Before I go into the specifics of the case and verdict itself, I do want to document and point out some interesting notes about the way this verdict was announced to us in the department on Friday, 2018 September 28. Every Friday, our department has a cookie time at 4pm, which is a time for graduate students, research scientists, administrators, professors, and undergraduate students to come together to eat snacks and socialize; the responsibility for buying snacks rotates among different research groups each week, and they are allocated $150 for buying food for this, which they can spend however they so choose (which is nice as different groups have different food preferences, so there is a different variety of snack choices each week — some groups go for donuts, while other groups go for snacks from East Asian supermarkets, et cetera). Usually, in our department of ~200 graduate students, ~35 professors, and a few dozen postdoctoral researchers and administrators, around 30-40 people (my estimate, which may be inaccurate) come to take snacks, so the $150 budget is sufficient to feed everyone, and there are often leftovers. However, yesterday, our administrator of graduate studies, who usually sends a reminder about cookie time at 3pm, sent an unusual cryptic email asking us to be present at cookie time for an important announcement by the head of our department, with no further details; this was followed by a similar email send from the email address of the department head himself, again with no further details.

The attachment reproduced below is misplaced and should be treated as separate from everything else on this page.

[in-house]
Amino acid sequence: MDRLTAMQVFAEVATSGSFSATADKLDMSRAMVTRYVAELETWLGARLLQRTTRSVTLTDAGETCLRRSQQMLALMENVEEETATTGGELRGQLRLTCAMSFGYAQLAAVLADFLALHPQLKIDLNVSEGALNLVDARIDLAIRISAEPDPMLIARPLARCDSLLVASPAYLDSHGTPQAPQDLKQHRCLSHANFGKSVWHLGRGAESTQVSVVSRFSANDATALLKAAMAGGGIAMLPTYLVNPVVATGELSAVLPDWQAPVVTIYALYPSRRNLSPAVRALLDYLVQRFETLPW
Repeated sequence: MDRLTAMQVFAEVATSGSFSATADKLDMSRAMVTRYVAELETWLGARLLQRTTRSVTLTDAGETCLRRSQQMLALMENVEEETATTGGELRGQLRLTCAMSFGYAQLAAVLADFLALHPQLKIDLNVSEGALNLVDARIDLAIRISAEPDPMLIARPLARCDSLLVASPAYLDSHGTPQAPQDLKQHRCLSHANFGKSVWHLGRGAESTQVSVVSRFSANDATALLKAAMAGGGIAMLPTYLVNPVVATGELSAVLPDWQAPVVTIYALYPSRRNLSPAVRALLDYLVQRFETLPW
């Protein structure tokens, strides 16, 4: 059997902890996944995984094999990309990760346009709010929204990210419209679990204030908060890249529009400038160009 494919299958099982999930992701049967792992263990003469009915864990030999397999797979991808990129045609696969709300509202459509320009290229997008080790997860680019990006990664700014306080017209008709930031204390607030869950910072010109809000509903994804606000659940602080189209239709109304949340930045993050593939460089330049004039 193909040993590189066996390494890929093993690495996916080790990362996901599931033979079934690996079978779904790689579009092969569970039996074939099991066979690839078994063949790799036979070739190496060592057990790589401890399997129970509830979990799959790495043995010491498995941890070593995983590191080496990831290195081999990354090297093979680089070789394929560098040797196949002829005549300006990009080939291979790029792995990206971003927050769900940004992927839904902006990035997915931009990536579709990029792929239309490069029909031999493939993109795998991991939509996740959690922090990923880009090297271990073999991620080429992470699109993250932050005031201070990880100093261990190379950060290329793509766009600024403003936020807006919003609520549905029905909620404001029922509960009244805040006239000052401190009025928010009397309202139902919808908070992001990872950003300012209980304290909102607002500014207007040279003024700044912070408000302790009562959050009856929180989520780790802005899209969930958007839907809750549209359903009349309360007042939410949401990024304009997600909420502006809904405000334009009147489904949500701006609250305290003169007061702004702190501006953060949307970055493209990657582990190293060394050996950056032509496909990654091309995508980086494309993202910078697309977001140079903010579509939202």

The amount of food was as usual, but the crowd was double the typical number given the apparent importance of being present then, so the food was consumed much more quickly; thankfully, people recognized the apparent importance of this announcement enough to not be deterred by the lack of sufficient food for the much larger crowd. Additionally, with regard to crowd size, the department has previously made important announcements to graduate students in person before making them official in writing, explaining this by not wanting to cause a panic by making statements where nuances may get lost in writing and where department officials may seem unresponsive by not being present to respond to immediate reactions in person; this has failed before, for example with a cryptic email regarding an announcement about graduate student spaces to be delivered on a Monday afternoon this past summer in which only 5 people (including myself) showed up, but it seems like the department learned from its mistakes and did a good thing in announcing this at cookie time by piggybacking off of an established gathering and incentivizing more people to attend for this reason. I do think it's funny that our department has no other regularly-scheduled frequent assemblies of students and researchers from different fields beyond this social hour that is cookie time, so despite the fact that it is supposed to be an informal setting to unwind, socialize, and enjoy good food at the end of the week, it has become a de facto assembly to make such announcements.